The Covid-19 vaccine question is a complicated one which involves many issues. Are government mandates appropriate? Are private employer mandates appropriate? How good and/or bad are the vaccines as a prevention against Covid-19, or against serious health issues, or against death from Covid-19? How risky are the vaccines when it comes to possible side effects? How risky is taking the vaccine as opposed to not taking it? Should there be religious exemptions for people who have conscience concerns about the vaccine? This article doesn't deal with any of those. I might take up some of those issues in the future, but through many discussions with people about this whole complex raft of issues, I find that they quickly shift back and forth between different questions without fully dealing with any one of them.
This question requires focus, which means I plan to deal with one main issue at a time. The issue today has to do with medications that involve, in some way, the use of stem cells from lines that trace back to aborted human embryos. I am going to assume the basic Christian consensus that abortion is a moral evil and that Christians are forbidden from procuring abortions or performing them. In other words, abortion is wrong, period.
But increasingly I am seeing Christians arguing that the Christian prohibition against abortion implies that getting a vaccination is also wrong because of various allegations about the use of aborted fetal tissue in vaccinations. This is no longer a claim made on the fringes: I see comments from both thought leaders and ordinary Christians that go far beyond the actual established facts, calling on Christians to refuse the vaccine due to these alleged abortion connections. One of the editors at The Stream, John Zmirak, has referred to "The dead baby vaccine", (Abandon the Faithful to the Dead Baby Vaccine, Cardinal Dolan Demands of Priests | The Stream) and has had his arguments promoted by Christian apologist Eric Metaxas repeatedly. Beyond that, I've seen more references than I can count, in conservative Christian social media gossip, to the idea that the vaccine is "contaminated" by fetal tissue, etc. This idea is out there, and like the Delta variant, it is spreading rapidly.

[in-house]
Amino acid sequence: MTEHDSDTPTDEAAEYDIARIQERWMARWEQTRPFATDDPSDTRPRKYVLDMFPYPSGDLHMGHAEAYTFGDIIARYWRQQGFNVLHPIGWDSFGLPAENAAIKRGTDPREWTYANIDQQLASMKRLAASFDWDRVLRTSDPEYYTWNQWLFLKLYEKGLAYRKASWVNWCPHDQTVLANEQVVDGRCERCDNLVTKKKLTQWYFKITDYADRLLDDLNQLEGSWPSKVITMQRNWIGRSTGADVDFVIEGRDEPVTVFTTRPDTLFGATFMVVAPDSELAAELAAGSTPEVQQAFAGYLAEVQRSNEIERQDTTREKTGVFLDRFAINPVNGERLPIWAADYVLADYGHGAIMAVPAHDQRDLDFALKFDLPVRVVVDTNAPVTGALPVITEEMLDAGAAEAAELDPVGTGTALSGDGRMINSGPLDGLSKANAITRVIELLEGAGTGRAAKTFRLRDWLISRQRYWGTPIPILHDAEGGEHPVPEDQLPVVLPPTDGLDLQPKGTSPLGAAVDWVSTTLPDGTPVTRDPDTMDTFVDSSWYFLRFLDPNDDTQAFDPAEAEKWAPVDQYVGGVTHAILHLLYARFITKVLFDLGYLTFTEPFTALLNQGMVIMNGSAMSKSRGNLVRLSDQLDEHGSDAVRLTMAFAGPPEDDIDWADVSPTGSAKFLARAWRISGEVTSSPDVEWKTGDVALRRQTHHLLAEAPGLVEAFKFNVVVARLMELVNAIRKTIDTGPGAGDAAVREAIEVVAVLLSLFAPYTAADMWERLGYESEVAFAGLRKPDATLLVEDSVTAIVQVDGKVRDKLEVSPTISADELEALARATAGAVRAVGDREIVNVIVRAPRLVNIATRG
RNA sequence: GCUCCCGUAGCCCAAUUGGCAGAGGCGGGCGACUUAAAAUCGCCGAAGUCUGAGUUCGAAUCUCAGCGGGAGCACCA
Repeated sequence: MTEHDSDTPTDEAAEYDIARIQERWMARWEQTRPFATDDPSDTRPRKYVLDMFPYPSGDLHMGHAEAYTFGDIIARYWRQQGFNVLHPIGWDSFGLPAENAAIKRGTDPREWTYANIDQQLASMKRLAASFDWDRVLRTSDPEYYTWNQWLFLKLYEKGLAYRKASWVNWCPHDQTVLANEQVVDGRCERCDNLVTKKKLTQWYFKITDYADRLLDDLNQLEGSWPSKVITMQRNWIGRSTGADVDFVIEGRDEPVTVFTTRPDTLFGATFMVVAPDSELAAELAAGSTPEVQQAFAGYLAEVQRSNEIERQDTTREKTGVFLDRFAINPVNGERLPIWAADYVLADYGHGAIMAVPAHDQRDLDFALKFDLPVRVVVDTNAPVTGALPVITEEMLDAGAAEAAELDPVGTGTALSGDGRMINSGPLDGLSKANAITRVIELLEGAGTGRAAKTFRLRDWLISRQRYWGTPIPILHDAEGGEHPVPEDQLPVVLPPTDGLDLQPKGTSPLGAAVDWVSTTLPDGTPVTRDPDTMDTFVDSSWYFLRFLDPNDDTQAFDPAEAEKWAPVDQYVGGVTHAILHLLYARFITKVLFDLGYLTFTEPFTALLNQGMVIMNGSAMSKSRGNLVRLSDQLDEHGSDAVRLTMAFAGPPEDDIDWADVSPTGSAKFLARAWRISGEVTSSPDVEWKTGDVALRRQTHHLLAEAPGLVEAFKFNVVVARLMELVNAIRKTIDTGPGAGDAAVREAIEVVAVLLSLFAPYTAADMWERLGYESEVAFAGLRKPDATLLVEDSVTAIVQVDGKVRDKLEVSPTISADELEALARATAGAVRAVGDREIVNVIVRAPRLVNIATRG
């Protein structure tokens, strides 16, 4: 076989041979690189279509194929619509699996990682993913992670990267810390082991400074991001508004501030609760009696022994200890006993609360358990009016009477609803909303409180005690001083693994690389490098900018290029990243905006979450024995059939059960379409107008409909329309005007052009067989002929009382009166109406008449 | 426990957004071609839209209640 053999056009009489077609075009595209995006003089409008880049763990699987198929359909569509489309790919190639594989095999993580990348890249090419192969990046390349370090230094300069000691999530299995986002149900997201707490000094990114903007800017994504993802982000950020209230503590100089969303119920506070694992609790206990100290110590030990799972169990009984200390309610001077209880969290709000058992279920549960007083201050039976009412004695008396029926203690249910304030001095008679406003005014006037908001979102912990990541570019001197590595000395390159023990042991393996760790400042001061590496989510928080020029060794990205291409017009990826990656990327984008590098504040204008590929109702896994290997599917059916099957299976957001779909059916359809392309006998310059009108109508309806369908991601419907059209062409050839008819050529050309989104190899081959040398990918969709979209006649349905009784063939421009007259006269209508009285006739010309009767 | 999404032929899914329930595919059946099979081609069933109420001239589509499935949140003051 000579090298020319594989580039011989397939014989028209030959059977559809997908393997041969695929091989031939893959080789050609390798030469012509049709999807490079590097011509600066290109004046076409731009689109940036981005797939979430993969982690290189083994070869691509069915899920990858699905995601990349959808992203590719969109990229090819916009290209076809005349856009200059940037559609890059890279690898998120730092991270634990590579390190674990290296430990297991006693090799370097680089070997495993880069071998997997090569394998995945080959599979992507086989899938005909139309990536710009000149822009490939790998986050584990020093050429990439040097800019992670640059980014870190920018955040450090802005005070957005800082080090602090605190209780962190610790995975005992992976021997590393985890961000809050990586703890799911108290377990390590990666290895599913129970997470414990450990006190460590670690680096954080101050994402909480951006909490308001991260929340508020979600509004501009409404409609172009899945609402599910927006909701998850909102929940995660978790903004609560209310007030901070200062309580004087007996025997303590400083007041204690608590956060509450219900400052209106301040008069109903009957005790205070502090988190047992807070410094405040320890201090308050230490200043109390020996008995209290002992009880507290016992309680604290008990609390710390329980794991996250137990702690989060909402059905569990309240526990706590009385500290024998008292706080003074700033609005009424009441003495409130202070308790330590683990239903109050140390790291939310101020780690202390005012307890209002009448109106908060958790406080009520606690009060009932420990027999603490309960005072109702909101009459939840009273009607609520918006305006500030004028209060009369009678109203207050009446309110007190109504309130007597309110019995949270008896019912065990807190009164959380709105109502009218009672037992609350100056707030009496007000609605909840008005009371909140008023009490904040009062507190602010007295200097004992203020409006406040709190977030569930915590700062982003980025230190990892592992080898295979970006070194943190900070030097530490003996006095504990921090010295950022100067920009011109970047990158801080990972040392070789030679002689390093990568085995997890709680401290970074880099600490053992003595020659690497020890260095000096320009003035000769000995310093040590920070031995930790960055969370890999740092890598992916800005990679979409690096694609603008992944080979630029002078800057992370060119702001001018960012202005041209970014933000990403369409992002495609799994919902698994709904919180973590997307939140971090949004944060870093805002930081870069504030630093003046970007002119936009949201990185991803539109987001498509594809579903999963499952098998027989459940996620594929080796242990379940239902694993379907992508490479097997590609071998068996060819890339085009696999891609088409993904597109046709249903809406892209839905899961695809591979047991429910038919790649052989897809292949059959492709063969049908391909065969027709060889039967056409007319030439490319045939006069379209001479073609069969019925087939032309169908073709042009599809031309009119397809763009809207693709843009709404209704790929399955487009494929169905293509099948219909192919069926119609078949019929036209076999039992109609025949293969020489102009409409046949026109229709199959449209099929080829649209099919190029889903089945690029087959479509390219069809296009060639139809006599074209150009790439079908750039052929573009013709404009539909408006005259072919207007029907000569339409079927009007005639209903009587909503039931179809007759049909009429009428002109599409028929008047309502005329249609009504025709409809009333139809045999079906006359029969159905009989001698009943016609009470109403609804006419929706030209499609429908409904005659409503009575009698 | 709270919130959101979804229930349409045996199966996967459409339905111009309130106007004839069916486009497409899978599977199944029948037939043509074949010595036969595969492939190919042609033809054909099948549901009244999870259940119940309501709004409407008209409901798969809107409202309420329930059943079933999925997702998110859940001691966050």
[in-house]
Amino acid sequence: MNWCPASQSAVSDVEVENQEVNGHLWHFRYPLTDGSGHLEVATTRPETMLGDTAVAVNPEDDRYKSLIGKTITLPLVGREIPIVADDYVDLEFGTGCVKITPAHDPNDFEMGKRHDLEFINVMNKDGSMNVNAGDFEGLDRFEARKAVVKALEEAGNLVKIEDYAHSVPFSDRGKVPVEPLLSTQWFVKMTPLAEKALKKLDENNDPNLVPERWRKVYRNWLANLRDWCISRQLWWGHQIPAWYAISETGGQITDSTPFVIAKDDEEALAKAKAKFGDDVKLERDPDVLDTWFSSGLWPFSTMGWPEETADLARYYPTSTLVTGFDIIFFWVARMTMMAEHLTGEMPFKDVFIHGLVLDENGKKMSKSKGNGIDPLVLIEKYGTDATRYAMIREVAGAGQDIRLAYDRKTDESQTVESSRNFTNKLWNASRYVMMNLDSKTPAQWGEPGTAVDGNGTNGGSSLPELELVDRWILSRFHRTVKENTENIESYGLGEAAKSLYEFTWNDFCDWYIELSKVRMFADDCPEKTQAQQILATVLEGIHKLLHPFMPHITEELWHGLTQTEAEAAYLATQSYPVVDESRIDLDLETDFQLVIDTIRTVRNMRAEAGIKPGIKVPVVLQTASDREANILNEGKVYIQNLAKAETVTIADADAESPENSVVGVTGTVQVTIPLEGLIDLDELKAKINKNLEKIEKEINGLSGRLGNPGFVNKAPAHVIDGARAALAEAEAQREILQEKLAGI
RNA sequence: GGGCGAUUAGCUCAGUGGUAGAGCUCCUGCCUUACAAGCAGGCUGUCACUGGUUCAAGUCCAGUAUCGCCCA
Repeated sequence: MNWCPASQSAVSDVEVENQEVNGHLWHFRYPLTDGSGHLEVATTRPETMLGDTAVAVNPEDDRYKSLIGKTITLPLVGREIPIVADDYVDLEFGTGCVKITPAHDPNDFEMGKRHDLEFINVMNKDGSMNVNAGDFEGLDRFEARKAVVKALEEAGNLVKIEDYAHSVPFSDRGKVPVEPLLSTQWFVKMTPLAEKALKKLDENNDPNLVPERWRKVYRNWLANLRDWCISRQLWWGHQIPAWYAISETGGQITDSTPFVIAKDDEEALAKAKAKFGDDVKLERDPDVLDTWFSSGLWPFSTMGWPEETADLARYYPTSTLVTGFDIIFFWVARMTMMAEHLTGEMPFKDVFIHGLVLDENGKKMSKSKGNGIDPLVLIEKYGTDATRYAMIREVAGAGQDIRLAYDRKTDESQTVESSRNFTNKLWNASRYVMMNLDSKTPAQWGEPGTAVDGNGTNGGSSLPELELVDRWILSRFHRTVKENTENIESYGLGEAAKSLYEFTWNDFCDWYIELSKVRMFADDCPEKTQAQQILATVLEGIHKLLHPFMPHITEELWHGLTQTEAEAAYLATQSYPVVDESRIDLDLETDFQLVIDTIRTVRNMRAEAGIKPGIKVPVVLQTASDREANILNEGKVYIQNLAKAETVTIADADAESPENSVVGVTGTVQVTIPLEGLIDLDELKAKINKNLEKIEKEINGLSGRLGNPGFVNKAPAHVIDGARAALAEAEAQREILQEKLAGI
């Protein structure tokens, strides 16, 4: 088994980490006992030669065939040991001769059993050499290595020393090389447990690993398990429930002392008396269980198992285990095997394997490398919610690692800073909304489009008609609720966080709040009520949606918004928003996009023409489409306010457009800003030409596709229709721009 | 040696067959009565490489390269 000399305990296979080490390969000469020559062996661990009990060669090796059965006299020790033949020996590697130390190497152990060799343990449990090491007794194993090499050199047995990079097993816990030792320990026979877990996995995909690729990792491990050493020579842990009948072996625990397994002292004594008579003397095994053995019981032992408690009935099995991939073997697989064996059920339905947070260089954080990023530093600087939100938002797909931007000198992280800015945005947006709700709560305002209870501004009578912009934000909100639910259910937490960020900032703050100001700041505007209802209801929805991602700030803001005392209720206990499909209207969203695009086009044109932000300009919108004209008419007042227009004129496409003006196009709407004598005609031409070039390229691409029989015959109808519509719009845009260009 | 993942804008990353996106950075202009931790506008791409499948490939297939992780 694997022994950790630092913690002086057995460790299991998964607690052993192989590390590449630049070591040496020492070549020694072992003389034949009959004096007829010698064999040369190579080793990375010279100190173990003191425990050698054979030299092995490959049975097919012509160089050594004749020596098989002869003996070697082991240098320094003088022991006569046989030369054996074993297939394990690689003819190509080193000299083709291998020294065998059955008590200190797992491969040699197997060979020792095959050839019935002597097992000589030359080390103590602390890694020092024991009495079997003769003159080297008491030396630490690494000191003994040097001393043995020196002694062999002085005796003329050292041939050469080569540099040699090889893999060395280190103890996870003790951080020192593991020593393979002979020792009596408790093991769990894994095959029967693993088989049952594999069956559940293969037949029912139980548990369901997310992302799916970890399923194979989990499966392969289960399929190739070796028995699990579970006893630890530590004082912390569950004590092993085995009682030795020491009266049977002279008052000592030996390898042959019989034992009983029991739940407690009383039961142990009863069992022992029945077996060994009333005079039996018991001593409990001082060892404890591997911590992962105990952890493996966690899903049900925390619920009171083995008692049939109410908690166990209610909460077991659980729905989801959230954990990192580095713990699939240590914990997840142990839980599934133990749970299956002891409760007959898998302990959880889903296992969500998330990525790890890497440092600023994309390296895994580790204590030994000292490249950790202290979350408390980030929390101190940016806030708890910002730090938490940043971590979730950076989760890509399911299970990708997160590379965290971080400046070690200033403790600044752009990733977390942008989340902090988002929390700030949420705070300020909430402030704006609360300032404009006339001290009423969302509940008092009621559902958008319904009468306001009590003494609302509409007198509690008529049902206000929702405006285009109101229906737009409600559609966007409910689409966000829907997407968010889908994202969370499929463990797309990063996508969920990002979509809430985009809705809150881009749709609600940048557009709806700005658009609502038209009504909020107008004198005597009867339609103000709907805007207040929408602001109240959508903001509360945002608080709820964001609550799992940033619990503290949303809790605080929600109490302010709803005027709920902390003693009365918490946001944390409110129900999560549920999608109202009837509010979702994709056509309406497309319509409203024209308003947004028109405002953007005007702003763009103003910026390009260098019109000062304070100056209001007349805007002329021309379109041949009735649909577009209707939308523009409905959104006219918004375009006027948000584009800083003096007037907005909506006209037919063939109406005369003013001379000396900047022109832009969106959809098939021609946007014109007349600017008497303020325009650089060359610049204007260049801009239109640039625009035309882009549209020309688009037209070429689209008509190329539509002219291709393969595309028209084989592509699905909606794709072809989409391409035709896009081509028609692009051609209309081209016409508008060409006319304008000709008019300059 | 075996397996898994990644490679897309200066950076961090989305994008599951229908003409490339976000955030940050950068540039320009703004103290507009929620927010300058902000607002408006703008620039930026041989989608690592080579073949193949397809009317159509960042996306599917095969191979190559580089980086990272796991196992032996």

One tragic example is the Pastor and Christian talk show host, Bob Enyart, who refused to take the vaccine, claiming that some of them had been tested on fetal tissue:
"August 2021 update: Bob and Cheryl Enyart have sworn off taking the Pfizer, Moderna, and Johnson vaccines because, as those firms admit, they tested these three products on the cells of aborted babies."KGOV
And he urged Christians to boycott the vaccine to put pressure on the abortion industry:
"…we urge everyone to boycott Pfizer, Moderna and the Johnson to further increase social tension and put pressure on the child killers."KGOV
Sadly, since then, Enyart has died of Covid. But did he or others who contracted Covid suffer or die needlessly because they refused the vaccine because of abortion concerns?